The value of China's private equity deals reached a record high of $15.2 billion in 2011, a year in which domestic funds surpassed overseas peers for the first time to account for 60% of the 173 deals transacted, finds a new report by global consultancy Bain & Co.
Despite a slowdown in the mainland economy last year, deal values have been steadily rising over the past decade. In 2011 the average deal size was $88 million, compared with $72 million in 2010 (193 investments worth $13.9 billion) and only $40 million 2005, according to Bain’s 2012 China Private Equity Report.
The rise can partly be attributed to the fact that nearly half of last year's PE investments were in the high-value IT and financial services sectors. Deal volume is still down from a pre-crisis peak of 270 investments in 2007.
Despite China’s continued economic downturn this year, deal values are expected to rise further, with domestic firms retaining their dominance, says Vinit Bhatia, partner and head of Bain Greater China’s private equity practice.
About $82 billion in fresh capital is being raised for China deals by both domestic and overseas firms, Bain estimates. However, the bulk of the money is being drummed up by domestic PE firms, including Hony Capital and Citic Private Equity.
Renminbi-denominated funds accounted for 68% of the $32 billion raised for China deals in 2011, helped by the steadily growing number of RMB vehicles. It is a sharp contrast from the 5% that RMB funds contributed towards the $42 billion raised in 2007.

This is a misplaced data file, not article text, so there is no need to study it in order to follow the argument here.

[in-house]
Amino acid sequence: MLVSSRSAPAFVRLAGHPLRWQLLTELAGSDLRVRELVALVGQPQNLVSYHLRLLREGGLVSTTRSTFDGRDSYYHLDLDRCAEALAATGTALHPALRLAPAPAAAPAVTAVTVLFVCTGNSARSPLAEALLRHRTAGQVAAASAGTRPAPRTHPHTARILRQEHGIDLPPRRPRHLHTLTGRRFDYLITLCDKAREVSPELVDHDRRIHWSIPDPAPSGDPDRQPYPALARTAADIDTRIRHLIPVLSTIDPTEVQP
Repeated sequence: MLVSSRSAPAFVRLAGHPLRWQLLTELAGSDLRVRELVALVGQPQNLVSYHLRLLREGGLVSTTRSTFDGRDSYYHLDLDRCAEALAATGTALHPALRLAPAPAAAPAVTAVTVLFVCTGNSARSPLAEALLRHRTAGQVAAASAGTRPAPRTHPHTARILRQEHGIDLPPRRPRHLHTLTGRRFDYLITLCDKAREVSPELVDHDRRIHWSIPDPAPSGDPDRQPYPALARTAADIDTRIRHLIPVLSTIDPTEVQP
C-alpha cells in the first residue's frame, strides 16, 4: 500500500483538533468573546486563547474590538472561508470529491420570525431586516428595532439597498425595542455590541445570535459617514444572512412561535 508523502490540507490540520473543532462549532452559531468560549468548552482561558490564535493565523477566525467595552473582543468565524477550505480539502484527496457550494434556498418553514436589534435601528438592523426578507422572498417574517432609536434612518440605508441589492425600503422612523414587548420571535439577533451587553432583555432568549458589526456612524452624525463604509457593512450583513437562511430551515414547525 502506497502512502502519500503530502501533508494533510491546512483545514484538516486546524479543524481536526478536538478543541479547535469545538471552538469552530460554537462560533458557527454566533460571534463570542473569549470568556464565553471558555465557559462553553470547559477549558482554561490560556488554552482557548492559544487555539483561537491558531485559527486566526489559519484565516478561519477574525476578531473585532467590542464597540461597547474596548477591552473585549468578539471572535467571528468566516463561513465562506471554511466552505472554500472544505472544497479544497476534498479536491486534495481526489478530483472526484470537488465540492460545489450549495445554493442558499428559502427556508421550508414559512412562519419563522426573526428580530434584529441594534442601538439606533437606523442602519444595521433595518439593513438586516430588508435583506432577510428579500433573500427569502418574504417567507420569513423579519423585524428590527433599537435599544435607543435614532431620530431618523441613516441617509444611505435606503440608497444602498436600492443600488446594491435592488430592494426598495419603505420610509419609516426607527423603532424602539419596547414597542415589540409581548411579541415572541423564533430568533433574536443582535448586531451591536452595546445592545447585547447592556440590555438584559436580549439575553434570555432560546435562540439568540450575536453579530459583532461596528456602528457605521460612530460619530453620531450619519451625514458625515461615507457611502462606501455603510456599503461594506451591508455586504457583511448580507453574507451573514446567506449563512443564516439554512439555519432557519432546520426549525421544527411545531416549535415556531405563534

Only local Chinese qualified investors can invest in RMB funds, which have drawn a growing proportion of high-net-worth individuals. This has led to concerns that HNW investors may take a short-term view on the asset class, thereby diluting the quality of the funds.
Bain has a positive outlook on the industry, noting that overseas PE funds – faced with growing competition from domestic firms – are expanding their China teams and the scope of deals they pursue. Foreign players are also putting more focus on improving the value of the companies in which they invest.
Since 2005, pre-IPO and mezzanine investments in China have decreased in proportion to the number of total deals. While growth capital dominates the investment landscape, buyouts are on the rise.
Last year there were 11 buyout deals, comprising 8% of total transactions, with an average deal size of $175 million. While buyouts still make up a relatively small share of China’s PE deals, they have doubled from 2010, when there were six buyouts with an average value of $130 million.
“We are seeing clear signs that China’s markets are maturing,” says Kiki Yang, Bain principal and report co-author.
However, Bain acknowledges that the continued entry of new players – which will take different investment approaches – is expected to lead to varied returns among PE funds in China, says Yang.